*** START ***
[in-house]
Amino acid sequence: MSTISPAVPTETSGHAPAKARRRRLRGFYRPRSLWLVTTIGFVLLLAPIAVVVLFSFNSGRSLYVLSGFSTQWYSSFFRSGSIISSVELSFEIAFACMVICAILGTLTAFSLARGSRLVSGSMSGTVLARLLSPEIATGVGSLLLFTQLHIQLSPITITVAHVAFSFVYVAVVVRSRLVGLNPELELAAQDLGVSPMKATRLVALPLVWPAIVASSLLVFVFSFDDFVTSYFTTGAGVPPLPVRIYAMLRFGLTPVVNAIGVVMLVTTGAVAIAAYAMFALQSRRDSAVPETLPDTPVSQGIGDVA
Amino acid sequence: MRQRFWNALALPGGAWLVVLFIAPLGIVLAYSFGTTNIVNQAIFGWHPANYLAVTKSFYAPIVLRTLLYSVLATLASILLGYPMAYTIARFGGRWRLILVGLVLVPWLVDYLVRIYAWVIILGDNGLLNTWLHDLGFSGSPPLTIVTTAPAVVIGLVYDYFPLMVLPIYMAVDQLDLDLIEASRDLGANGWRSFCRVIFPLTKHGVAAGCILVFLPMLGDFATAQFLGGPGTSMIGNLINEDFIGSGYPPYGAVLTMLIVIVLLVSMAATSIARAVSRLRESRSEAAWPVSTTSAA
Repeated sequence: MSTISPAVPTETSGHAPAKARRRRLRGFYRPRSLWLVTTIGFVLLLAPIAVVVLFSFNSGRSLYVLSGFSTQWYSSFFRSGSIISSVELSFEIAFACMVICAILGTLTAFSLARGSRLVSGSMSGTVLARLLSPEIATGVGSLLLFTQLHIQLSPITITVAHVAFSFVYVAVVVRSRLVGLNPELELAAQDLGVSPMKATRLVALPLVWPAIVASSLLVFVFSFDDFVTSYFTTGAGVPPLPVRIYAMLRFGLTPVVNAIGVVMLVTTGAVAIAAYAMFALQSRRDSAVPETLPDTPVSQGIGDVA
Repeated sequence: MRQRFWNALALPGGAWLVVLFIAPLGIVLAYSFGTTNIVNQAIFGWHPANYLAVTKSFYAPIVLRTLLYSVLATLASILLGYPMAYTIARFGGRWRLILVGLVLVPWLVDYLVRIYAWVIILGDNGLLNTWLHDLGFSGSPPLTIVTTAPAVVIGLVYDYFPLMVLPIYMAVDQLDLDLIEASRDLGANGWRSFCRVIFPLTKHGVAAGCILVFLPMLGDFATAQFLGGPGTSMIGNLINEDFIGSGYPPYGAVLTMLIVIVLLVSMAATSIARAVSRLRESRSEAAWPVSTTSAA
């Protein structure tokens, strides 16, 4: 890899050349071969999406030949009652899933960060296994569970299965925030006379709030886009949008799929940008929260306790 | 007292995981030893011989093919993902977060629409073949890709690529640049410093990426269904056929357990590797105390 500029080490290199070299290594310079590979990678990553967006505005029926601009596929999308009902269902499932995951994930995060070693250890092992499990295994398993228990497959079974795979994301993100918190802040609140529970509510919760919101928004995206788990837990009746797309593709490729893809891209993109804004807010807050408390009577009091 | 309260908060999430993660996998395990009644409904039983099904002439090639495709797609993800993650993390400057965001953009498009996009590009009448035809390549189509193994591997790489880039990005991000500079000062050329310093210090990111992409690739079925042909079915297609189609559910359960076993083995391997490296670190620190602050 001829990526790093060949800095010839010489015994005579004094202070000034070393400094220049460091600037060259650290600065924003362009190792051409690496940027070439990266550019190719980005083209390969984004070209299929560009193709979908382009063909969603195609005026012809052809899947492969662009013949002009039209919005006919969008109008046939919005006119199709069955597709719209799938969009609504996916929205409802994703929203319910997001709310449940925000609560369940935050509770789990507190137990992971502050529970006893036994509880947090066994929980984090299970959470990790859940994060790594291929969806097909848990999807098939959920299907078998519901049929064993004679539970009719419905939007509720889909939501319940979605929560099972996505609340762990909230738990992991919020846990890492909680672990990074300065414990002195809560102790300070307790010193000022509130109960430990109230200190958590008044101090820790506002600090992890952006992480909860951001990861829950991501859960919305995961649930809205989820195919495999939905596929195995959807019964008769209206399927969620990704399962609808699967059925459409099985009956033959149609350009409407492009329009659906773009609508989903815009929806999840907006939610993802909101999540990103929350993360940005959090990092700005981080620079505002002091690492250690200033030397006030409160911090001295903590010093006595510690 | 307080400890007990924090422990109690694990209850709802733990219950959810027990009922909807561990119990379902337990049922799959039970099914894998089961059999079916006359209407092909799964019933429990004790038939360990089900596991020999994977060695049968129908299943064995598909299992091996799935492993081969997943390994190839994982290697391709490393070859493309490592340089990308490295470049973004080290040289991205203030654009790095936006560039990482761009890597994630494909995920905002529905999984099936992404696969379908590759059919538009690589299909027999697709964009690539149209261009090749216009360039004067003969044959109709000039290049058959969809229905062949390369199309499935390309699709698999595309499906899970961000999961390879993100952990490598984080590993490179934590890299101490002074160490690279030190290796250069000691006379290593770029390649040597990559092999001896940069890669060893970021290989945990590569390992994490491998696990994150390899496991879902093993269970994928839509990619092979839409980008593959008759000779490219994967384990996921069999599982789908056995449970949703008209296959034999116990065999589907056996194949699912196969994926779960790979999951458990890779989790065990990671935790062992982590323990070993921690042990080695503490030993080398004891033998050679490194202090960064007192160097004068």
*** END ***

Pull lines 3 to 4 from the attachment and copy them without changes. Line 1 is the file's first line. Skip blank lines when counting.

Amino acid sequence: MRQRFWNALALPGGAWLVVLFIAPLGIVLAYSFGTTNIVNQAIFGWHPANYLAVTKSFYAPIVLRTLLYSVLATLASILLGYPMAYTIARFGGRWRLILVGLVLVPWLVDYLVRIYAWVIILGDNGLLNTWLHDLGFSGSPPLTIVTTAPAVVIGLVYDYFPLMVLPIYMAVDQLDLDLIEASRDLGANGWRSFCRVIFPLTKHGVAAGCILVFLPMLGDFATAQFLGGPGTSMIGNLINEDFIGSGYPPYGAVLTMLIVIVLLVSMAATSIARAVSRLRESRSEAAWPVSTTSAA
Repeated sequence: MSTISPAVPTETSGHAPAKARRRRLRGFYRPRSLWLVTTIGFVLLLAPIAVVVLFSFNSGRSLYVLSGFSTQWYSSFFRSGSIISSVELSFEIAFACMVICAILGTLTAFSLARGSRLVSGSMSGTVLARLLSPEIATGVGSLLLFTQLHIQLSPITITVAHVAFSFVYVAVVVRSRLVGLNPELELAAQDLGVSPMKATRLVALPLVWPAIVASSLLVFVFSFDDFVTSYFTTGAGVPPLPVRIYAMLRFGLTPVVNAIGVVMLVTTGAVAIAAYAMFALQSRRDSAVPETLPDTPVSQGIGDVA